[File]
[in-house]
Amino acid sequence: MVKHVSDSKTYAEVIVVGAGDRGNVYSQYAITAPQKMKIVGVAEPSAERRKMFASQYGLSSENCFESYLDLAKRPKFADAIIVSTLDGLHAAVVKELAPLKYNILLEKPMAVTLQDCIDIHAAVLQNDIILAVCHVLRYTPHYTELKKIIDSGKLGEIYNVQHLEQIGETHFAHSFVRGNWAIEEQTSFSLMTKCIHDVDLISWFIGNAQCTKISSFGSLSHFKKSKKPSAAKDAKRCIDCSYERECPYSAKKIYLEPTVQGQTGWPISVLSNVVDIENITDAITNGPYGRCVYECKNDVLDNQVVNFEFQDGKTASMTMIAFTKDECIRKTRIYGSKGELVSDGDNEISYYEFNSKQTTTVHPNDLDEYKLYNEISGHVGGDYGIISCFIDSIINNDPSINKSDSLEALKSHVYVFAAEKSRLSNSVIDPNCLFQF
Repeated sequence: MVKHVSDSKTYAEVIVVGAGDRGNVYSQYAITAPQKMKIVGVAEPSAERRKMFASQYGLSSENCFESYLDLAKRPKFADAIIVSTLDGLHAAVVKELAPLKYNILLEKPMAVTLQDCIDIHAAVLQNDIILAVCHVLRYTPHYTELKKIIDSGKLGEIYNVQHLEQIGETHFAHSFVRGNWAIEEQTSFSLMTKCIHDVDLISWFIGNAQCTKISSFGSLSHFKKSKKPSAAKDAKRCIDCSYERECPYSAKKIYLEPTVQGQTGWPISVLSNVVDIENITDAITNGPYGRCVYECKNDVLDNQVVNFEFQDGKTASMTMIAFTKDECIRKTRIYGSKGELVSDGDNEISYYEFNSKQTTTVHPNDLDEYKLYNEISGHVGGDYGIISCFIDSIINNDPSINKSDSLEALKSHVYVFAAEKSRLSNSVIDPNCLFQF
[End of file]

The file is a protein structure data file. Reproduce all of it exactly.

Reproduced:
[in-house]
Amino acid sequence: MVKHVSDSKTYAEVIVVGAGDRGNVYSQYAITAPQKMKIVGVAEPSAERRKMFASQYGLSSENCFESYLDLAKRPKFADAIIVSTLDGLHAAVVKELAPLKYNILLEKPMAVTLQDCIDIHAAVLQNDIILAVCHVLRYTPHYTELKKIIDSGKLGEIYNVQHLEQIGETHFAHSFVRGNWAIEEQTSFSLMTKCIHDVDLISWFIGNAQCTKISSFGSLSHFKKSKKPSAAKDAKRCIDCSYERECPYSAKKIYLEPTVQGQTGWPISVLSNVVDIENITDAITNGPYGRCVYECKNDVLDNQVVNFEFQDGKTASMTMIAFTKDECIRKTRIYGSKGELVSDGDNEISYYEFNSKQTTTVHPNDLDEYKLYNEISGHVGGDYGIISCFIDSIINNDPSINKSDSLEALKSHVYVFAAEKSRLSNSVIDPNCLFQF
Repeated sequence: MVKHVSDSKTYAEVIVVGAGDRGNVYSQYAITAPQKMKIVGVAEPSAERRKMFASQYGLSSENCFESYLDLAKRPKFADAIIVSTLDGLHAAVVKELAPLKYNILLEKPMAVTLQDCIDIHAAVLQNDIILAVCHVLRYTPHYTELKKIIDSGKLGEIYNVQHLEQIGETHFAHSFVRGNWAIEEQTSFSLMTKCIHDVDLISWFIGNAQCTKISSFGSLSHFKKSKKPSAAKDAKRCIDCSYERECPYSAKKIYLEPTVQGQTGWPISVLSNVVDIENITDAITNGPYGRCVYECKNDVLDNQVVNFEFQDGKTASMTMIAFTKDECIRKTRIYGSKGELVSDGDNEISYYEFNSKQTTTVHPNDLDEYKLYNEISGHVGGDYGIISCFIDSIINNDPSINKSDSLEALKSHVYVFAAEKSRLSNSVIDPNCLFQF